Five years ago, when I was pregnant with my son Nathaniel, I started writing down vivid memories of my childhood in Odessa, the former Soviet Union, and of immigration to the United States. Gradually, these started to take the shape of a book about a life in music. At that time, I was living in New York City, performing, and curating my series Music/Words, where poets read between musical performances. Poetry has inspired me for as long as I can remember, and found expression in my first CD (Sound of Verse, MSR Classics). As I hadn’t written in years, it was profoundly satisfying to be exercising that aspect of my persona once again.
A few years later, after I had moved to Los Angeles to head the piano department at UCLA, the chapters of the book found their way into the hands of one Cynthia Comsky, an incredible producer and magnificent lady. She insisted that I use them to create a recital-monologue. Many memories described in the book had musical pieces inexorably connected to them. I chose pieces that had been with me since childhood, as well as others that—along my path to becoming a concert pianist—had found their way into my repertoire. The format—playread-play-read—duplicated the structure of myMusic/Words programs, where the poems and the music create an arch that, I hope, resonates emotionally with my audiences. In 2015, just a few months after my daughter Frida was born, the brilliant director Cameron Watson directed me and wonderful actress Rebecca Mozo in a performance of the work at the Ebell of Los Angeles.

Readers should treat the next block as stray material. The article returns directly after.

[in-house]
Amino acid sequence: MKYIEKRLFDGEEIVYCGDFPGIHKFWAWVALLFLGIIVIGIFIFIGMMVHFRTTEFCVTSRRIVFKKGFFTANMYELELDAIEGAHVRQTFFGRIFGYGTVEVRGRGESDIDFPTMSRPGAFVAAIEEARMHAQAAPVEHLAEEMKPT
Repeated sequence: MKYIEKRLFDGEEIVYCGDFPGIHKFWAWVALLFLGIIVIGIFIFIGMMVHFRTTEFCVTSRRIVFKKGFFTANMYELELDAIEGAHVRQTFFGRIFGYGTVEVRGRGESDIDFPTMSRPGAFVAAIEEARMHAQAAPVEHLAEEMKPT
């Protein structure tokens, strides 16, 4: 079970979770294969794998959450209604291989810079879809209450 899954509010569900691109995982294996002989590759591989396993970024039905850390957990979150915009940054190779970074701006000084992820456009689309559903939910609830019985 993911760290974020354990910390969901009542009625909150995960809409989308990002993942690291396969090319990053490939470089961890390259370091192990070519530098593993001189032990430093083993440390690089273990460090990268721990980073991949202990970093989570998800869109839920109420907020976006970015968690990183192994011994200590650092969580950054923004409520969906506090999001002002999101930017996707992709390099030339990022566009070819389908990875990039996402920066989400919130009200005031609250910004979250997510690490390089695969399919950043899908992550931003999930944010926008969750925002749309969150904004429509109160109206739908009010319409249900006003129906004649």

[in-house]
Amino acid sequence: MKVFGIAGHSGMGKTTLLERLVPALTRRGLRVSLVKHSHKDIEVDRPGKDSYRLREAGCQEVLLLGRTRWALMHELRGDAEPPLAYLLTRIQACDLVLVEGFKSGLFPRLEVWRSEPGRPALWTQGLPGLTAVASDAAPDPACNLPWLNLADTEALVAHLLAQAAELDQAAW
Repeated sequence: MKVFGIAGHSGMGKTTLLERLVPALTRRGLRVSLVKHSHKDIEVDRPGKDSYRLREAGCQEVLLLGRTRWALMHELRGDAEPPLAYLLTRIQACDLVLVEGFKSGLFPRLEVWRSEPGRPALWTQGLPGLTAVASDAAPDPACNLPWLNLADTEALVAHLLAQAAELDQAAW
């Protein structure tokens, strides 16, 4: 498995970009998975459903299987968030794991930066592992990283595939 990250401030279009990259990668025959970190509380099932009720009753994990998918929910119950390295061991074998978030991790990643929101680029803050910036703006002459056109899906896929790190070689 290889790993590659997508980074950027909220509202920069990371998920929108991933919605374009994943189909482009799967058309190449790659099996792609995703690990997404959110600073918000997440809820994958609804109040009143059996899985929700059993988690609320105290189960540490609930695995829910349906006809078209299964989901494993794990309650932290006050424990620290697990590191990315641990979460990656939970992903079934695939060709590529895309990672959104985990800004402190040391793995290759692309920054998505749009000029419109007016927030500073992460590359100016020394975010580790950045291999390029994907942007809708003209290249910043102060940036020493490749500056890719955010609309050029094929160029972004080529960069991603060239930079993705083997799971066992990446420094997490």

I know that I am the artist that I am partially thanks to growing up in the Odessa of the past: seven people in a three-room apartment, surrounded by books, music, ideas and childhood friends—one of whom is Misha. You will meet him in the story. He is my husband and the father of my two children.
Recording this story, and this music, is the most personal project I have ever undertaken. It not only chronicles and illuminates my life’s path— travels, seminal influences and evolution as an artist—but it’s also my love story.
— Inna Faliks